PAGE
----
Artificial intelligence is no longer just a niche subfield of computer science. Tech giants have been using AI for years: Machine learning algorithms power Amazon product recommendations, Google Maps, and the content that Facebook, Instagram, and Twitter display in social media feeds. But William Gibson's adage applies well to AI adoption: The future is already here, it's just not evenly distributed. The average company faces many challenges in getting started with machine learning, including a shortage of data scientists. But just as important is a shortage of executives and nontechnical employees able to spot AI opportunities.
In the last two posts, I've focused purely on statistical topics – one-way ANOVA and dealing with multicollinearity in R. In this post, I'll deviate from the pure statistical topics and will try to highlight some aspects of qualitative research. More specifically, I'll show you the procedure of analyzing text mining and visualizing the text analysis using word cloud. Some of typical usage of the text mining are mentioned below: • Marketing managers often use the text mining approach to study the needs and complaints of their customers; • Politicians and journalists also use effectively the text mining to critically analyze the lectures delivered by the opposition leaders; • Social media experts uses this technique to collect, analyze and share user posts, comments etc.; • Social science researchers use text mining approach for analysing the qualitative data. It is method which enables us to highlight the most frequently used keywords in a paragraph of texts or compilation of several text documents. It is the visual representation of text data, especially the keywords in the text documents.
Mission Control noticed his red tether seemed frayed and worn and ordered Acaba to "remain put" with his good waist tether locked to the structure as Bresnik went to get him a spare. Spacewalking astronauts always have more than one of these crucial lifelines in case one breaks. They also wear a jetpack in case all tethers fail and they need to fly back to the space station.
There's a scene in Blade Runner 2049 that takes place in a morgue. K, an android "replicant" played by Ryan Gosling, waits patiently while a member of the Los Angeles Police Department inspects a skeleton. The technician sits at a machine with a dial, twisting it back and forth to move an overhead camera. There are two screens, positioned vertically, that show the bony remains with a light turquoise tinge. Only parts of the image are in focus, however.
Smart speakers are everywhere this year. So far, we've seen new entries from Apple, Amazon, Google and Sonos. Now, Microsoft is finally ready to join the party. The Harman Kardon Invoke is the first speaker to feature Microsoft's Cortana virtual assistant. Since it's coming from a brand known for audio gear, it promises better sound than the competition.
When Elon Musk talks about the future of factory automation at Tesla, he envisions new breeds of robots and smart machines compressed in dense factories with little room for human operators, guided by self-learning software. "At the point at which the factory looks like an "alien dreadnought" -- a nod to a video game spaceship -- "you know you've won," Musk has told investors. But so far, the manufacturing of Tesla's new all-electric compact sedan, the Model 3, at its Fremont, Calif., factory is moving at a more earthbound pace. When Musk launched the car at an elaborate stage show in July, Tesla was anticipating a production rate of 20,000 Model 3s a month by the end of December. Over three months through September, though, Tesla had produced only 260 Model 3s -- about three cars a day.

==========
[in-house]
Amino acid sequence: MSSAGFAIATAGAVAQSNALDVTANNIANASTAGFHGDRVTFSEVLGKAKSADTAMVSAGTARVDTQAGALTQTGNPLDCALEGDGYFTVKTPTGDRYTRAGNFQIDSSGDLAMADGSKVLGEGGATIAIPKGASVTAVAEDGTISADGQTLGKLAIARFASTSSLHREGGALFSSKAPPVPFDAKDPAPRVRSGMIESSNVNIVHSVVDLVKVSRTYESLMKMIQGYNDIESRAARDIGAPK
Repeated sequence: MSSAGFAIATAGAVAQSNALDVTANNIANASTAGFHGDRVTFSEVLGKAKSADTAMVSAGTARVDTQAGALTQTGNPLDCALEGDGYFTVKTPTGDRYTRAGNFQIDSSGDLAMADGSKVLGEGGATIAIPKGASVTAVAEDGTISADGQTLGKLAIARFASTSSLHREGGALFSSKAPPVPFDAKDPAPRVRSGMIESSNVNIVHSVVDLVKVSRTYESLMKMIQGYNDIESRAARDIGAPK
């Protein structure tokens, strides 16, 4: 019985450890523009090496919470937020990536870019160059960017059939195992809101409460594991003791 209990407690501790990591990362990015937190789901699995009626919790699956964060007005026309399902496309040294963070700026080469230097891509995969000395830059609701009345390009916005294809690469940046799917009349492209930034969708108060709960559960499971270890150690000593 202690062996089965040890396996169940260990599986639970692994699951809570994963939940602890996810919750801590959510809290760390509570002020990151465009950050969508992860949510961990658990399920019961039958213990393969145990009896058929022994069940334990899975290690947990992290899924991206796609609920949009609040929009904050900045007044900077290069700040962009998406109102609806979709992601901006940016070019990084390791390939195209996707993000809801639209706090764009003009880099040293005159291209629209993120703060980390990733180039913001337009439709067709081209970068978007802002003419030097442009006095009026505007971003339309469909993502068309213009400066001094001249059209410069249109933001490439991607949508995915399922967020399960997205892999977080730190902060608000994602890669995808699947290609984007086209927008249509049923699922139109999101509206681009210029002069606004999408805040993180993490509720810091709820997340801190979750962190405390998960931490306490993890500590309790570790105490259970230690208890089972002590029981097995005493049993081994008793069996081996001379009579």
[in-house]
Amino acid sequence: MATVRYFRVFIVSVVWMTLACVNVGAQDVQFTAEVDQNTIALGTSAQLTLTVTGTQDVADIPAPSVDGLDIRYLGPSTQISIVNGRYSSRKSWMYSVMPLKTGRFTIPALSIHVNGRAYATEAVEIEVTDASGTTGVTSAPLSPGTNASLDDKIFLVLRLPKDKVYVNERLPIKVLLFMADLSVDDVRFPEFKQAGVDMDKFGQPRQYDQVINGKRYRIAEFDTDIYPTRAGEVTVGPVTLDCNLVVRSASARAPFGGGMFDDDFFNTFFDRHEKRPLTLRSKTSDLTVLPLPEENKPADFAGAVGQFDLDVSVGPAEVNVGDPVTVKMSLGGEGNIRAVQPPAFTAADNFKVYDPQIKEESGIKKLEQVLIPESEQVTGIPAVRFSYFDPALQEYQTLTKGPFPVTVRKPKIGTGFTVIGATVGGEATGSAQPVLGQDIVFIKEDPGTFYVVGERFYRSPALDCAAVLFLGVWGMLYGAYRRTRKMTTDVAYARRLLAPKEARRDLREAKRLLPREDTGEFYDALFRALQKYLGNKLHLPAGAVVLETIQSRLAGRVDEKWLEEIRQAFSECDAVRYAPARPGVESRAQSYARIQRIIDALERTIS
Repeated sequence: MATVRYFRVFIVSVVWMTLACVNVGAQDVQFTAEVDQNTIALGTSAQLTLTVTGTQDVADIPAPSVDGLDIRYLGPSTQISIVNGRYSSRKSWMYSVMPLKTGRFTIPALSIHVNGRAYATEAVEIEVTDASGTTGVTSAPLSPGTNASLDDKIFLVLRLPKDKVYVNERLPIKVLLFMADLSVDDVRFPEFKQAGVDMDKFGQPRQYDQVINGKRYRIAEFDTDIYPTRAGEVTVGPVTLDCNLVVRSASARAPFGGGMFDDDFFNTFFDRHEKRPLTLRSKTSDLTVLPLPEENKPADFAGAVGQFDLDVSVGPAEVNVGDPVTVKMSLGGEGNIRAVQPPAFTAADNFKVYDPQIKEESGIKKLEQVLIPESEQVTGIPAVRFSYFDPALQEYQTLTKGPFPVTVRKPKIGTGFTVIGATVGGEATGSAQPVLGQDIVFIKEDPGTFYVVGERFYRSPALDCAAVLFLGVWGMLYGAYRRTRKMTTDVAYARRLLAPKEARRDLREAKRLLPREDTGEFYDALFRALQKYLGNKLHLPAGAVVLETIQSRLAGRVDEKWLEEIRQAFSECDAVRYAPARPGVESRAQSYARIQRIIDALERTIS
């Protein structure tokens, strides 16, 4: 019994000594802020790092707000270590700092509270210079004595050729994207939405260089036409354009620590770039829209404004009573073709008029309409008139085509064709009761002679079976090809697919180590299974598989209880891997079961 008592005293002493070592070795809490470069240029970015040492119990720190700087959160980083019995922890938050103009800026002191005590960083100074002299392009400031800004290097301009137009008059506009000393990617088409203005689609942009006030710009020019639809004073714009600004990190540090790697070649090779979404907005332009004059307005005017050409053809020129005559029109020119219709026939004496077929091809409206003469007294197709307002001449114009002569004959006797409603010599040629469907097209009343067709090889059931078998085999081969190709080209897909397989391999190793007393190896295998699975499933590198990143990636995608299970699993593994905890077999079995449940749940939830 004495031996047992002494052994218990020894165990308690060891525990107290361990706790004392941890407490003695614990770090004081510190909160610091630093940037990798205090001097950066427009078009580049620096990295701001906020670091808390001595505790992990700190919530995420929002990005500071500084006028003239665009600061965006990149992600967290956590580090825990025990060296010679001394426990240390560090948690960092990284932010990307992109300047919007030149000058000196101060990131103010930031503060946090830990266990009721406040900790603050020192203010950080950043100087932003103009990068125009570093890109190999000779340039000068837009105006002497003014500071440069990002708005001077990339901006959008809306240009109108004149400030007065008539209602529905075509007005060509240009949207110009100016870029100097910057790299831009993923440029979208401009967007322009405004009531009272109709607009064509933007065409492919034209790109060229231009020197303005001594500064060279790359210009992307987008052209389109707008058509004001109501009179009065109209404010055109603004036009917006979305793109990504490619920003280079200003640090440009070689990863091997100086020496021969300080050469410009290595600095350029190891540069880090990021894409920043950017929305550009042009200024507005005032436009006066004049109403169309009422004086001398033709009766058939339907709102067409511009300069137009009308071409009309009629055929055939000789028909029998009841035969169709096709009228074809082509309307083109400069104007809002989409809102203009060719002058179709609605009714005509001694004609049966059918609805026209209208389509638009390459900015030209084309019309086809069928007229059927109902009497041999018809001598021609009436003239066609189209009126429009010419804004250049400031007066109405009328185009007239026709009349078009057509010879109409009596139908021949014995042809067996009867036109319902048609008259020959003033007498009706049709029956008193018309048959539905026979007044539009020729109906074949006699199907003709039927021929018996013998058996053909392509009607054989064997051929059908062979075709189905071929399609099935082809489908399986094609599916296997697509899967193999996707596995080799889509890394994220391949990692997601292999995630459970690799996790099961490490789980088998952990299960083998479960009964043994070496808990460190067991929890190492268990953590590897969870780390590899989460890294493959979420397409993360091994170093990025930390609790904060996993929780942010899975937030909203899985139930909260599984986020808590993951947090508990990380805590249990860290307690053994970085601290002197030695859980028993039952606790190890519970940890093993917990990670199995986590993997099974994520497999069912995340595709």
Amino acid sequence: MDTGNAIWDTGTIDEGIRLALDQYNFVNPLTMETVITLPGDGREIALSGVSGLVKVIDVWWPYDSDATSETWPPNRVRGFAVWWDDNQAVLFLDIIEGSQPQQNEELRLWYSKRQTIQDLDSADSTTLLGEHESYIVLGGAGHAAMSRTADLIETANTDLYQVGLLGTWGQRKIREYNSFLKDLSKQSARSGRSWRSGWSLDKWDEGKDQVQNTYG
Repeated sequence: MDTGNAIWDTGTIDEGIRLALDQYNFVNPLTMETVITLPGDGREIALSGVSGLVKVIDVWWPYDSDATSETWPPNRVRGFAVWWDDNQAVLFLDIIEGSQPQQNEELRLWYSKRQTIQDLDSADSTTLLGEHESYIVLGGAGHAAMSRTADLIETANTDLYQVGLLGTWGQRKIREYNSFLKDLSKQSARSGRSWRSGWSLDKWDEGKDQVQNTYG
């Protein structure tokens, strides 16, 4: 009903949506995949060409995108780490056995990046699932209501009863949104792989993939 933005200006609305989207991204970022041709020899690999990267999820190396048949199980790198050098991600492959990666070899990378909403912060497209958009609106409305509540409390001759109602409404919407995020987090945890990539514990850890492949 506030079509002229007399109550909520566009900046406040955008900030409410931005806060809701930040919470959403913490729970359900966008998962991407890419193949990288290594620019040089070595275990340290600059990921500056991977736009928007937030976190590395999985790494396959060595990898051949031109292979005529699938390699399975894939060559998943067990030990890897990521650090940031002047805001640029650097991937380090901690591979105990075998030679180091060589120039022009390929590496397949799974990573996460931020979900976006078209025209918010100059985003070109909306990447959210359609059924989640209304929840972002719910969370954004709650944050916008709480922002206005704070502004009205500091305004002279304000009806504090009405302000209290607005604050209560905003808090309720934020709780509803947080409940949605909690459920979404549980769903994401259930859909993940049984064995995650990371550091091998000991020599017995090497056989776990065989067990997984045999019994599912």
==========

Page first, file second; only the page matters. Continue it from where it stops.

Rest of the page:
Harman Kardon's Invoke is a pretty good speaker, and Microsoft's Cortana is a pretty good digital assistant. Put them together and you have a smart speaker that costs as much, but doesn't sound as good--and isn't as smart--as the brand-new Sonos One, powered by Amazon's Alexa. The Invoke's cylindrical form factor looks slightly less like a peppermill than the original Echo, and its flared bottom make it less susceptible to falling over. You'll find all kinds of Echo accessories designed to keep the Echo upright, or to protect it from damage if it gets toppled. Like Amazon's Echo, the Invoke has a volume-control ring circling its top.
Harman Kardon's Invoke speaker, debuting Thursday for $199.95, may end up following in the footsteps of notable Microsoft-powered devices like Nokia's Windows phones: lovely hardware that's slightly tripped up by Microsoft's software and services. The soul of Harman's elegant, cylindrical smart speaker is Cortana, the digital assistant that lives within Windows 10. Cortana deftly steps in during the business day to manage reminders, answer questions about your schedule, reply to general queries about the weather, nearby restaurants, and place calls via Skype. After hours, she's your personal DJ, playing back audio with some serious boom. She also serves as the majordomo for your digital home.
The US ride-hailing company Lyft has secured a $1bn (£760m) investment from a Google-led consortium, a considerable war chest that will help finance its challenge to Uber in the US – and possibly overseas. The funding round was led by CapitalG (formerly known as Google Capital), the strategic investment arm of Google's corporate parent Alphabet, and takes the valuation of Lyft up to $11bn. That's still a fraction of Uber's market cap, which is somewhere between $50bn and $70bn, but it pegs the company as a major domestic competitor to the trouble-stricken cab firm. Lyft is tight-lipped as to what, precisely, the new funding will be spent on. In a statement announcing the investment round, the company said: "While we've made progress towards our vision, we're most excited about what lies ahead.